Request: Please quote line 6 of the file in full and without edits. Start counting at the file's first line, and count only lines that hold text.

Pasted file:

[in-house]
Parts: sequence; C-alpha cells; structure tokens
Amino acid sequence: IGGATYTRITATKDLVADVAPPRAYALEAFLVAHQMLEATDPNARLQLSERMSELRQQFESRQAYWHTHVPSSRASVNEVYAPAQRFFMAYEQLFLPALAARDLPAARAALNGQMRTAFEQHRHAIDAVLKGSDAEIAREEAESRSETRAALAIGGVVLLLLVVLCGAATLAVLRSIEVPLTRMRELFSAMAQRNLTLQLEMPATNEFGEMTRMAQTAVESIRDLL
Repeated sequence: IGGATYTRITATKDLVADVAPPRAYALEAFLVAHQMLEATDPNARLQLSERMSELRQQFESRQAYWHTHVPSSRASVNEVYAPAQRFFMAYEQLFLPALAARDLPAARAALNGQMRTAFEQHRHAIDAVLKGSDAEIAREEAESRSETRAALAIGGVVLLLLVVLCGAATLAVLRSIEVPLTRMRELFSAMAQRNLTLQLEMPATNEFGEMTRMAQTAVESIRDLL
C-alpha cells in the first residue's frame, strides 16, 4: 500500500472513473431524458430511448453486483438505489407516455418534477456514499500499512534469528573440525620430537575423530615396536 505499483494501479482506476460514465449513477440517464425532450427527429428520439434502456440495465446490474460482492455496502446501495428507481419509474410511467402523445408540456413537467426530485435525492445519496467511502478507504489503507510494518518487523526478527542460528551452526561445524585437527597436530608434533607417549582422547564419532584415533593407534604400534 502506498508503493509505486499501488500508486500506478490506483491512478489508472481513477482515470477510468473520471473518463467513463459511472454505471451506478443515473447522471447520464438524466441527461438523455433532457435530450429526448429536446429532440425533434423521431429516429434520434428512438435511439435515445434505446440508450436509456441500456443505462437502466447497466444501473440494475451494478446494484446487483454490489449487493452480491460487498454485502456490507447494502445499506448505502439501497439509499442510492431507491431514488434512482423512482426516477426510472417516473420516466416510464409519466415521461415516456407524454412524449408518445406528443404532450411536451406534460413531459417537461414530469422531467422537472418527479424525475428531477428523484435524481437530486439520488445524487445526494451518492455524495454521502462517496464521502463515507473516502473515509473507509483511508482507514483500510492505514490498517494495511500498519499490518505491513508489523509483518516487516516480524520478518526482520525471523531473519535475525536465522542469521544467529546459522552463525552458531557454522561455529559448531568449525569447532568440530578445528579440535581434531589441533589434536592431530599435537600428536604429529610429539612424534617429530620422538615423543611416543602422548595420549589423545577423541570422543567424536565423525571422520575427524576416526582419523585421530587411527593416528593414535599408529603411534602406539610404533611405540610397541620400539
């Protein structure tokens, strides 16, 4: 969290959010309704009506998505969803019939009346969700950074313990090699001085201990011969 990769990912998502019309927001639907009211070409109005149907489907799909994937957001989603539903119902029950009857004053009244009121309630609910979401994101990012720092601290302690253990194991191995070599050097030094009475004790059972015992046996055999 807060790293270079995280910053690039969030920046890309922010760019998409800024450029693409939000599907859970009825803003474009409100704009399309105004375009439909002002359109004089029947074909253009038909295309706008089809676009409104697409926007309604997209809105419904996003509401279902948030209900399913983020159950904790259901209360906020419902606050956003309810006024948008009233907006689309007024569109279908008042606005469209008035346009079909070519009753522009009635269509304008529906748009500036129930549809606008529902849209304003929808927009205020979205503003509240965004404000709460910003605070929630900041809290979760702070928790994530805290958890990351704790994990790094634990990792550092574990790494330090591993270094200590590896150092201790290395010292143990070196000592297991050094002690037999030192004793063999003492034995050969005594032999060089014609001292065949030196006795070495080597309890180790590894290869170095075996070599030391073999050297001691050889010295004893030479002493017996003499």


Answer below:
């Protein structure tokens, strides 16, 4: 969290959010309704009506998505969803019939009346969700950074313990090699001085201990011969 990769990912998502019309927001639907009211070409109005149907489907799909994937957001989603539903119902029950009857004053009244009121309630609910979401994101990012720092601290302690253990194991191995070599050097030094009475004790059972015992046996055999 807060790293270079995280910053690039969030920046890309922010760019998409800024450029693409939000599907859970009825803003474009409100704009399309105004375009439909002002359109004089029947074909253009038909295309706008089809676009409104697409926007309604997209809105419904996003509401279902948030209900399913983020159950904790259901209360906020419902606050956003309810006024948008009233907006689309007024569109279908008042606005469209008035346009079909070519009753522009009635269509304008529906748009500036129930549809606008529902849209304003929808927009205020979205503003509240965004404000709460910003605070929630900041809290979760702070928790994530805290958890990351704790994990790094634990990792550092574990790494330090591993270094200590590896150092201790290395010292143990070196000592297991050094002690037999030192004793063999003492034995050969005594032999060089014609001292065949030196006795070495080597309890180790590894290869170095075996070599030391073999050297001691050889010295004893030479002493017996003499």